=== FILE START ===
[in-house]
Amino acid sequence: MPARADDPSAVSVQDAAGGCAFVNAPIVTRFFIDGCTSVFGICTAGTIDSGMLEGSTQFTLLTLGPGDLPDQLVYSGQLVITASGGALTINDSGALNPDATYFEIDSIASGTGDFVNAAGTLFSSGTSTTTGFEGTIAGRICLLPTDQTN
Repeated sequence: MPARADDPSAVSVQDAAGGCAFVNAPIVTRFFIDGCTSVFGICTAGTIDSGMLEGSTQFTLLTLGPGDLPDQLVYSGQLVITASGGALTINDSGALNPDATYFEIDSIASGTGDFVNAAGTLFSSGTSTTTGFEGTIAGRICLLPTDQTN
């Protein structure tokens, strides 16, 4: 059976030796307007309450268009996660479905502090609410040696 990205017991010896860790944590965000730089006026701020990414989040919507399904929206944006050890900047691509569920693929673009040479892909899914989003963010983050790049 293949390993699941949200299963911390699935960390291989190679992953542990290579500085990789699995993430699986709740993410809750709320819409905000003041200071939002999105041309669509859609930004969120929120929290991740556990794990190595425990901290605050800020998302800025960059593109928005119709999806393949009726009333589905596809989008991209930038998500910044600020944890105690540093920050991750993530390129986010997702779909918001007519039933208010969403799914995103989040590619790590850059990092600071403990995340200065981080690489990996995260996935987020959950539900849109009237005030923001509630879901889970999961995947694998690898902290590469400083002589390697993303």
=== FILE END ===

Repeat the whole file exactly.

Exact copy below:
[in-house]
Amino acid sequence: MPARADDPSAVSVQDAAGGCAFVNAPIVTRFFIDGCTSVFGICTAGTIDSGMLEGSTQFTLLTLGPGDLPDQLVYSGQLVITASGGALTINDSGALNPDATYFEIDSIASGTGDFVNAAGTLFSSGTSTTTGFEGTIAGRICLLPTDQTN
Repeated sequence: MPARADDPSAVSVQDAAGGCAFVNAPIVTRFFIDGCTSVFGICTAGTIDSGMLEGSTQFTLLTLGPGDLPDQLVYSGQLVITASGGALTINDSGALNPDATYFEIDSIASGTGDFVNAAGTLFSSGTSTTTGFEGTIAGRICLLPTDQTN
């Protein structure tokens, strides 16, 4: 059976030796307007309450268009996660479905502090609410040696 990205017991010896860790944590965000730089006026701020990414989040919507399904929206944006050890900047691509569920693929673009040479892909899914989003963010983050790049 293949390993699941949200299963911390699935960390291989190679992953542990290579500085990789699995993430699986709740993410809750709320819409905000003041200071939002999105041309669509859609930004969120929120929290991740556990794990190595425990901290605050800020998302800025960059593109928005119709999806393949009726009333589905596809989008991209930038998500910044600020944890105690540093920050991750993530390129986010997702779909918001007519039933208010969403799914995103989040590619790590850059990092600071403990995340200065981080690489990996995260996935987020959950539900849109009237005030923001509630879901889970999961995947694998690898902290590469400083002589390697993303």